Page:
U.S. President Donald Trump’s 2020 budget request, released yesterday, proposes deep cuts in many science programs but seems to spare HPC funding by the Department of Energy. Less fortunate were the National Science Foundation whose funding would be cut $1 billion (~13 percent) and the National Institutes of Health with a cut of roughly $4.5 billion (~12 percent). Full details of the proposed budget will become clearer next week with release of the budget tables. It’s important to remember that Congress has reworked Trump’s budgets in the past, resisting sweeping reductions in science spending.
The new budget provides, “$5.5 billion for [DoE’s] Office of Science to continue its mission to focus on early-stage research, operate the national laboratories, and continue high priority construction projects. Within this amount, $500 million is budgeted for Exascale computing to help secure a global leadership role in supercomputing, $169 million for Quantum Information Science, $71 million for artificial intelligence and machine learning, and $25 million to enhance materials and chemistry foundational research to support U.S.-based leadership in microelectronics.” (2020 Budget Request, page 37)
The full DoE Budget request is $31.7 billion, a $1.1 billion increase. Among highlights made public on a DoE fact sheet posted are:
- $119 million for Artificial Intelligence (AI) to improve the robustness, reliability, and transparency of Big Data and AI technologies, as well as quantification and development of software tools for DOE mission applications. This includes $71 million for the Office of Science (SC) and $48 million for the National Nuclear Security Administration (NNSA).
- $809 million for the Exascale Computing Initiative, including $500M for SC and $309M for the NNSA, which will enable the deployment of an Exascale computer system in calendar year 2021.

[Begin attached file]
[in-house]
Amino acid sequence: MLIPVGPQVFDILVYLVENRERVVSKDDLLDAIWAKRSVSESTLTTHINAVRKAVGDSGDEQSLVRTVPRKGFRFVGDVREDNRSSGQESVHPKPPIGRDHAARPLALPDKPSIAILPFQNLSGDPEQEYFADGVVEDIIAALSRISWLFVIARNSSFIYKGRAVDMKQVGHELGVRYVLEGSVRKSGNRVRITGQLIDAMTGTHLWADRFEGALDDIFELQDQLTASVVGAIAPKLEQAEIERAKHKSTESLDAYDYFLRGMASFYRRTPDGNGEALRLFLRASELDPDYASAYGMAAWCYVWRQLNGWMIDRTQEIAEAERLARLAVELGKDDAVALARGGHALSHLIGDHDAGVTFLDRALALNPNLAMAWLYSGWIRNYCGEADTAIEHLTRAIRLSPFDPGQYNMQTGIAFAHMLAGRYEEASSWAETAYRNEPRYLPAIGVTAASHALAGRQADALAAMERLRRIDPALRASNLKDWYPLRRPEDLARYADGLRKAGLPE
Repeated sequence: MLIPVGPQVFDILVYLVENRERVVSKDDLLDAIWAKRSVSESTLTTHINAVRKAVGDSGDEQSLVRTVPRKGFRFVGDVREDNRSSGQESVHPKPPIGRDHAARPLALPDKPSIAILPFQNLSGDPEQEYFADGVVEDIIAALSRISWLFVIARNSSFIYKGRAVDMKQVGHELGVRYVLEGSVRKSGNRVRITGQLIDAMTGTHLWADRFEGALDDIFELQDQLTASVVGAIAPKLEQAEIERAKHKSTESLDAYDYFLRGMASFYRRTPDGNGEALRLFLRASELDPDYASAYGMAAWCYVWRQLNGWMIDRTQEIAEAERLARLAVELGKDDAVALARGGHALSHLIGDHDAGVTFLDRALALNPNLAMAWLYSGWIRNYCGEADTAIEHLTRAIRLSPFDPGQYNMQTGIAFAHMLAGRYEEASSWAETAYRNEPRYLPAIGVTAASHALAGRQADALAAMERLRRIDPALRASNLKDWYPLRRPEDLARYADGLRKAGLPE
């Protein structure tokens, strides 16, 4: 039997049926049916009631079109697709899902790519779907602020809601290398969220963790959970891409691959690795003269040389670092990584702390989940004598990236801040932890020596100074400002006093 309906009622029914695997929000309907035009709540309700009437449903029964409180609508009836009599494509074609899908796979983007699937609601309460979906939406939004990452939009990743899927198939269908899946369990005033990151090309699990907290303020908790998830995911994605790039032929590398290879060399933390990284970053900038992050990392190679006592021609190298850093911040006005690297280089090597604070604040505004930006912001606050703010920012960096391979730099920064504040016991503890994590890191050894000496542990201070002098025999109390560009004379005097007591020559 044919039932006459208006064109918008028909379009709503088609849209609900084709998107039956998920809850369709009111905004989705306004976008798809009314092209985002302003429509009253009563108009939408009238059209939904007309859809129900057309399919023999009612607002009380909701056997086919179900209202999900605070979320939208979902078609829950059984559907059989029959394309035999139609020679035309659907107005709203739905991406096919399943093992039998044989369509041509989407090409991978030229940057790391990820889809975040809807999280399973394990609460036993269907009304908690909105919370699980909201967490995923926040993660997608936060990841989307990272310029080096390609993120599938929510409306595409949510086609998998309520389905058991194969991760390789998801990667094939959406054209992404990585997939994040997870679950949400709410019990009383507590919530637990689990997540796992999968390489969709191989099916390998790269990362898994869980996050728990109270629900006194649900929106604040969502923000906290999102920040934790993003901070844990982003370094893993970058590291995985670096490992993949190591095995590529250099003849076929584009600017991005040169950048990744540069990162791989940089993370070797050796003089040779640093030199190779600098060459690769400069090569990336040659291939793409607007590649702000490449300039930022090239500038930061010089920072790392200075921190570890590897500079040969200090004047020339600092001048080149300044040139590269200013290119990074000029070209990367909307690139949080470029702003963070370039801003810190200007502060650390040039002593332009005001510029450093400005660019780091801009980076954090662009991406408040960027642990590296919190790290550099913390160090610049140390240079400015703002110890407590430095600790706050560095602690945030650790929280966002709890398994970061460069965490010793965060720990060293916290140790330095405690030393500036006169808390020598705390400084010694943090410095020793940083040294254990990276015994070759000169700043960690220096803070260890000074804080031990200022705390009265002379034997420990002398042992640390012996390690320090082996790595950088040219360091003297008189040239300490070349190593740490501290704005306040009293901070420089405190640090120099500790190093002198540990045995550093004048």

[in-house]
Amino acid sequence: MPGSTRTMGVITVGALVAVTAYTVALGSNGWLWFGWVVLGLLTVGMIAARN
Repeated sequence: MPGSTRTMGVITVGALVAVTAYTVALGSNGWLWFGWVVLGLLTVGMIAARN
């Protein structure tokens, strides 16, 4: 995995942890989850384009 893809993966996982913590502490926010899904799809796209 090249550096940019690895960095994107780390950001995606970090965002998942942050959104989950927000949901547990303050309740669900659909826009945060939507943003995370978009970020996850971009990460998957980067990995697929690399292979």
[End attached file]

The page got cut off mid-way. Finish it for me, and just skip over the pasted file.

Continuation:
- $168 million for Quantum Funding, to understand how quantum systems behave and to address scientific challenges beyond the capabilities of classical computers.
One government watcher suggested the $309 million from NNSA called out for exascale is a good sign and NNSA is getting serious about exascale.
Looking at other science activities, the Washington Post reported:
“NIH would face a roughly $4.5 billion budget cut, according to an HHS document. Among the big losers, if Congress were to sign off on the budget request, would be the National Cancer Institute, dropping from $6.1 billion to $5.2 billion, and the National Institute of Allergy and Infectious Diseases, going from $5.5 billion to $4.75 billion.
“The administration is highlighting its request for $1.3 billion for opioid and pain research “as part of the government-wide effort to combat the opioid epidemic.”
“The NSF, which funds roughly a quarter of all federally supported basic science and engineering research in the U.S., would see its budget fall from $8.1 billion this year to $7.1 billion in 2020.
“NASA faces a modest cut — 2.3 percent lower than the agency’s 2019 funding, which was approved last month by Congress. The $21 billion for NASA is more than the Trump administration asked for last year, as administrator Jim Bridenstine pointed out Monday in a statement describing the FY2020 budget as “one of the strongest on record for our storied agency.” Bridenstine said the budget keeps NASA on track for putting humans on the moon again by 2028.”
As proposed, the full 2020 budget ($4.7 trillion) increases military spending while cutting domestic programs like education and environmental protection. Noteworthy, these are fairly early days in the budget building process. With Democrats controlling the House of Representatives and Republicans controlling the Senate, any bill that emerges is likely to differ significantly from the President’s initial proposal. HPCwire will provide updated coverage as more budget detail is released.
Link to DoE fact sheet: https://www.energy.gov/articles/department-energy-fy-2020-budget-request-fact-sheet
Link to HHS document: https://www.hhs.gov/sites/default/files/fy-2020-budget-in-brief.pdf
Link to Washington Post article on the budget (Trump budget seeks cuts in science funding): https://www.washingtonpost.com/science/2019/03/11/trump-budget-seeks-cuts-science-funding/?noredirect=on&utm_term=.d163e35bbf96